In a recent ruling, the Georgia Supreme Court unanimously held that the state’s constitution does not provide law enforcement officers the right or ability to compel drivers suspected of DUI/DWI to take a breathalyzer test.
Formerly, Georgia—like Minnesota currently does—criminalized a defendant’s refusal to submit to a breath test and provided that said refusal can be submitted as evidence at trial. This new ruling, however, overturns that.
Self-incrimination and breath tests
At the heart of this ruling is a defendant’s protection under both the US and state constitutions against compelled self-incrimination. The Court held that this protection applies not only to verbal testimony but also to any acts that may generate incriminating evidence.
That this ruling was unanimous is interesting. Every justice agreed that all of the state’s previous decisions holding that drivers suspected of DWI do not have the constitutional right to refuse a breathalyzer test when requested by law enforcement are unconstitutional because it, essentially, forces self-incrimination.
In Birchfield v. North Dakota, the US Supreme Court held that compelling a suspected drunk driver to take a warrantless breath test does not violate the Fourth Amendment’s protection against unreasonable search and seizure because the search incident to arrest doctrine is wholly compatible, and a breath test is not nearly as invasive as a blood or urine test—both of which require warrants. The self-incrimination angle is a new approach in this longstanding fight against drunk driving.
Facts of the case at hand
A June 2015 traffic stop in Gwinnett County, Georgia, rests at the heart of this new decision. Frederick Olevik was pulled over by police for failing to maintain his lane and having no tail lights. When officers observed his watery, bloodshot eyes and smelled alcohol on his person, they administered the usual field sobriety tests which included having him blow into a handheld breathalyzer. Olevik blew a .113—well above the .08 BAC legal limit in Georgia.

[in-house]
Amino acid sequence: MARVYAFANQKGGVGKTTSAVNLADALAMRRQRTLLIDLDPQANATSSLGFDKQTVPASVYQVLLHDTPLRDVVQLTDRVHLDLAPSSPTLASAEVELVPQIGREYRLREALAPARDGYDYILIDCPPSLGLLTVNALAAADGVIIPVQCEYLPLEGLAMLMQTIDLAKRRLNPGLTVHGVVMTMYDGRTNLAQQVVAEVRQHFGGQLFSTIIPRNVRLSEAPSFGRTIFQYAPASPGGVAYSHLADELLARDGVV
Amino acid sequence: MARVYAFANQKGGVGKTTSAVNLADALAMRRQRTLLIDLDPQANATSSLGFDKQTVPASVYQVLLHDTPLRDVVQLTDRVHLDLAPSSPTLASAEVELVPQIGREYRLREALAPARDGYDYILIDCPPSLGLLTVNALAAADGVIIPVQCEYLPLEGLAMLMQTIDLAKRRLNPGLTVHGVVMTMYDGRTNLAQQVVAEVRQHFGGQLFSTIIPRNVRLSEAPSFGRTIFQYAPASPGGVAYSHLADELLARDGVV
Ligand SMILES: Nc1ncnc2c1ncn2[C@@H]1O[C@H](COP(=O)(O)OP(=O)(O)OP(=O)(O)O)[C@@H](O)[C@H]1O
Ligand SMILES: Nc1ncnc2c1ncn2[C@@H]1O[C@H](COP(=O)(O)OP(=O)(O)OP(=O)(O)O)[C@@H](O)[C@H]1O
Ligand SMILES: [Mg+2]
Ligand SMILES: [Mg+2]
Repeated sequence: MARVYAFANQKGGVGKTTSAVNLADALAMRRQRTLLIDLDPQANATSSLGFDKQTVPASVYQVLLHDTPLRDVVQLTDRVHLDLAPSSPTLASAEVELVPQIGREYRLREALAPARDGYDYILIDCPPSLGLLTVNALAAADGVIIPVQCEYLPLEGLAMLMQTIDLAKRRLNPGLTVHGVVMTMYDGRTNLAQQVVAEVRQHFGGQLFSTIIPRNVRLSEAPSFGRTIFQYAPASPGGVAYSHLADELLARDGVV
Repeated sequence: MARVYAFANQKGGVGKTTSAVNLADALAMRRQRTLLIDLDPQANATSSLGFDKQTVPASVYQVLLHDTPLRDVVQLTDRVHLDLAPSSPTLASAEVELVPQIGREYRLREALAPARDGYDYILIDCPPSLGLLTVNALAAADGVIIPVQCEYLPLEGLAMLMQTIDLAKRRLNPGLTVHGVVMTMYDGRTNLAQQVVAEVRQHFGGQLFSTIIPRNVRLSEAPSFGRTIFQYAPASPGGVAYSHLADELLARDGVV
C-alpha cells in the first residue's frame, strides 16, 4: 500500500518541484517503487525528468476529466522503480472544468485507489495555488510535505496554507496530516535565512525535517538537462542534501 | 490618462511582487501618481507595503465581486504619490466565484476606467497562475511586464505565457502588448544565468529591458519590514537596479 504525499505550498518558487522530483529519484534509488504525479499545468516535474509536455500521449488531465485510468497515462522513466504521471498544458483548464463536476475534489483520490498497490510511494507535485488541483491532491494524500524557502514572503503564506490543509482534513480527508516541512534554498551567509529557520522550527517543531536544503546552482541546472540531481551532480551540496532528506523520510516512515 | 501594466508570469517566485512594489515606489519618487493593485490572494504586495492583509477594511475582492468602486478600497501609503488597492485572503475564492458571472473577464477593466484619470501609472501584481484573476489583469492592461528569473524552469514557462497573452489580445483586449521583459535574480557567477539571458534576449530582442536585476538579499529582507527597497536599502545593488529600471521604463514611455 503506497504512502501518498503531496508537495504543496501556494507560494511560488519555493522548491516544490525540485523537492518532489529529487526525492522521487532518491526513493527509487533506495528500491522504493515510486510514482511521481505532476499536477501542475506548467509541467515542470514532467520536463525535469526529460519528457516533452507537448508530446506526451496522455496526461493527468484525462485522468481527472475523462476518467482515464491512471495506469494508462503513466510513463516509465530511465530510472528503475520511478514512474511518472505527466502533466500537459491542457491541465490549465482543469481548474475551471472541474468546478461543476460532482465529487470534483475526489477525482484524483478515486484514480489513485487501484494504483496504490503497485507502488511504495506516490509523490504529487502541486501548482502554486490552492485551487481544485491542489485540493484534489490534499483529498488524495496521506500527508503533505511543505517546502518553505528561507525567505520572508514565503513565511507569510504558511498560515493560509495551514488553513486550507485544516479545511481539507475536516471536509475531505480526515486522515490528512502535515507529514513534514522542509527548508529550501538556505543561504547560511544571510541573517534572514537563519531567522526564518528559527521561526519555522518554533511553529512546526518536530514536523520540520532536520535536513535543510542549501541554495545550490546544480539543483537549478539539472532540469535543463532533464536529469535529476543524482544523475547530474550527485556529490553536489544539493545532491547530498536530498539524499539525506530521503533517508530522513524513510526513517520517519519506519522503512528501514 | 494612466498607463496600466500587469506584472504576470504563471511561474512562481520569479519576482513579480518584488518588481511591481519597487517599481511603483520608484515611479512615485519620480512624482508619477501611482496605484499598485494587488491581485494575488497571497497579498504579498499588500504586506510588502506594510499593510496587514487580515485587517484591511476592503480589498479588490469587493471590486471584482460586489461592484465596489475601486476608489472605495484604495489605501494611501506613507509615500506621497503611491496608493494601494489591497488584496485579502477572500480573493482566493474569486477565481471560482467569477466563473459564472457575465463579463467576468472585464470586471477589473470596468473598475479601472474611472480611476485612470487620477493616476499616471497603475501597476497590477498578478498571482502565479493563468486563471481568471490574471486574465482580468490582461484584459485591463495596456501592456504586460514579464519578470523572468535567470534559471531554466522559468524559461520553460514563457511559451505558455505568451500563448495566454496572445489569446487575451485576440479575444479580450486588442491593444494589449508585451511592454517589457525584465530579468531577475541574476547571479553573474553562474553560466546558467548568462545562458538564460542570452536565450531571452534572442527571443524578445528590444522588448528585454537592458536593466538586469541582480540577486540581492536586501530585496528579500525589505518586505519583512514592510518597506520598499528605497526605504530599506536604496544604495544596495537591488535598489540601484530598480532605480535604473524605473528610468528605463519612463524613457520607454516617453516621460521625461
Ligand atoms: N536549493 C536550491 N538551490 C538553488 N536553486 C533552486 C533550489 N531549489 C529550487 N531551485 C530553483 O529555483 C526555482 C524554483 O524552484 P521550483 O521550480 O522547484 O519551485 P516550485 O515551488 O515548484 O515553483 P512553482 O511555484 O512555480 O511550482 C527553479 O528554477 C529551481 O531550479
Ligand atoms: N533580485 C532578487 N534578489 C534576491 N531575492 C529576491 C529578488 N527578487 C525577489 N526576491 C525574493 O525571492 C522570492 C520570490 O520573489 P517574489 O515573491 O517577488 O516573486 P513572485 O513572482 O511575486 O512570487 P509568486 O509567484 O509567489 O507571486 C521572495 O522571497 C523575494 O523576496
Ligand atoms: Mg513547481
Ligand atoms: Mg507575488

Olevik was arrested, tried, and convicted of DUI, DUI unlawful alcohol concentration, failure to maintain his lane, and having no brake lights.
Following his conviction, Olevik and his lawyer appealed on the grounds that Georgia’s implied consent notice that the officer read to Olevik was misleading and violated his constitutional protection against compelled self-incrimination. The state Supreme Court agreed to a certain extent.
In its holding in Olevik v. State, the justices agreed that compelling a breathalyzer test does, in fact, implicate one’s right against compelled self-incrimination; however, they also ruled that the implied consent notice statute was not unconstitutional because the language is “not per se coercive.” Thus, while the Court denied Olevik’s motion and affirmed his convictions because the officer was neither coercive nor intimidating in his words or actions, the Court’s interpretation of the law now becomes a troubling thorn in decades of Georgia Supreme Court case law.
The bottom line
This legal technicality means that—at least in Georgia—since suspects must comply with taking a breath test, requiring—or compelling—said tests was unconstitutional. Now drivers may refuse the test. Whereas, criminally, they will not face additional charges or punishment, there will be civil sanctions for refusing the test including a minimum one-year driver’s license suspension.
It will be interesting to see whether this case makes it to the US Supreme Court and whether the High Court will affirm or reverse the State Supreme Court’s decision as it already, quite recently, ruled in Birchfield that DUI defendants may, in fact, face criminal penalties for failing to comply with a breath test. Additionally, one wonders whether field sobriety tests will also fall victim to judicial interpretation of the limits of a DWI defendant’s rights versus the compelling government interest to prevent and reduce drunk driving.